Can volunteering help your career? Surprising insights from an event professional!

I’ve known Gilbert Estephan for quite a few years. When we first met, I was interviewing him for a job. Not only was he well qualified from an experience perspective (yes I hired him) he also had an engaging personality, and his volunteer experience was particularly noteworthy. A 19-year veteran of the events industry, Gilbert is currently Director of Sponsorships, Corporate Partnerships & Exhibit Sales for the Canadian National Exhibition (CNE).


I recently had the pleasure of chatting with Gilbert about his extensive volunteer experience and asked him to share his perspective on how it helped shape his career in the events industry.


Why do you love volunteering so much?


It provides me with the opportunity to witness the potential in others and myself, how people push themselves to levels that either I have or they’ve ever reached before. It’s a really good dynamic of inspired people who are working to do something bigger than them – whatever the role is, big or small.  It breaks you out of your comfort zone, reminds you of the values, ethics and morals you have developed throughout your life and put them into practice regularly.  Volunteering helps in many ways – personally, mentally, emotionally, professionally and selflessly.  


What has been your greatest learning in volunteering?


My first volunteer job was stuffing envelopes for a charity. I remember at the time, I felt that perhaps my experience was more valuable if I had been doing something more significant. However I soon realized that despite my original feelings, every job no matter how big or small was an important element of the process.  It wasn’t about stuffing envelopes. It was the content of the letter within it. An outreach letter reaching out to potential donors requesting their support and assistance, engaging them through updates and news about the needs of the charity – without these letters – no one would know about the organization. Any organizer will tell you just how important even the most menial of tasks can be.


Volunteering has provided me with purpose.  Purpose in life; believe in myself and in my abilities.  It has provided me with self-confidence, self-worth and taught me to be selfless. It has also taught me important lessons in behaviour, acceptance, patience and tolerance. It has taught me to be me, to be real and realistic.  It’s about principles over personalities and people joined together and working towards a common goal.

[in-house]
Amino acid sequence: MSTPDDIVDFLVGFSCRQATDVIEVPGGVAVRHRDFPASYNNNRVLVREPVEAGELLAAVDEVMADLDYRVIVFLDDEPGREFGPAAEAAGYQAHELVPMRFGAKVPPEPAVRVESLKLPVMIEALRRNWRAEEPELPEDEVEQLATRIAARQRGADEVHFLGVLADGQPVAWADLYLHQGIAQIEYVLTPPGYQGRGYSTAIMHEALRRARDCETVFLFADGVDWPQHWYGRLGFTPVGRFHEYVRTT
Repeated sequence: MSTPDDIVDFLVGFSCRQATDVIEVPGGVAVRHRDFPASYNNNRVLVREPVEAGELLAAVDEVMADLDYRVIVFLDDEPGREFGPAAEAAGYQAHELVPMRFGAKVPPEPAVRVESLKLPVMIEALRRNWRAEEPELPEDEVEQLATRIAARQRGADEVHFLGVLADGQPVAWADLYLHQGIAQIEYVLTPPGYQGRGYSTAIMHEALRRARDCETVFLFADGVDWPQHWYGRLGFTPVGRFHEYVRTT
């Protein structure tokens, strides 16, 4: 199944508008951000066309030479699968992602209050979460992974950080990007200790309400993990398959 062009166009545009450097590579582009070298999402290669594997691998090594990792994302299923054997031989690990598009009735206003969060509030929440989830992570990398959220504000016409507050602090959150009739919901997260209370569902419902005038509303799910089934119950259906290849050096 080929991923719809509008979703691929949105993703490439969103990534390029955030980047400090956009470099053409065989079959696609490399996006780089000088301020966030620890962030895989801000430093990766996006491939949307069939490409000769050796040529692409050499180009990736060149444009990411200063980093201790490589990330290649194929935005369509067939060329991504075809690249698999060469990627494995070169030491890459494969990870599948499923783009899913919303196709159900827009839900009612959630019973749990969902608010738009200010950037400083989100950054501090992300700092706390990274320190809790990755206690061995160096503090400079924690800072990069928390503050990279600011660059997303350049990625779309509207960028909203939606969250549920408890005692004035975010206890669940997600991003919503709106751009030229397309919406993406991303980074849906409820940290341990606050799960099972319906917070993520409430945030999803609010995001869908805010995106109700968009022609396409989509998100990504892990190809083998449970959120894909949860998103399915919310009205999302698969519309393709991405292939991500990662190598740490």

Volunteering is the best teacher that I have ever had.  It’s an experience that can teach you plenty of valuable skills.


Is there anything in your volunteer experiences that you recognize as helping you in your current role?


I find myself now, in my professional career, when seeking employees to hire – I immediately look at their volunteering work, to determine whether they have skills that can transferable into the role. Volunteers have a certain level of work ethic that you can’t find elsewhere.  They are not necessarily motivated by money, but by their sheer will power to make a difference, whether personal or professional.  Job skills can be taught; commitment, dedication, taking initiative and being resourceful cannot unless practiced.


Volunteering in areas of interest is a great way to convince yourself or your future employer that you have what it takes to be the best candidate. Many employers won’t hire a person no matter how much education they have, if they don’t have any relevant experience. Volunteering shows them that you are willing to go the extra mile to learn about the industry, you are resourceful, you take initiative and that you are willing to do whatever it takes.  That to me is the true mark of a committed employee.


What is something surprising you have learned from volunteering?


Anything in life is POSSIBLE if you have the right attitude.


It comes down to belief and desire. Whether you believe it’s possible, whether you believe YOU can do it, and whether you want the dream enough to do whatever it takes.


Many people are able but few are willing. You see, you always have to give something up in order to get something better. Many people are not willing to give anything up – not willing to make any sacrifices. They expect success to just fall on their lap. That’s just not how life works. Not only do you have to be willing to go for it, but also you have to be willing to do whatever it takes.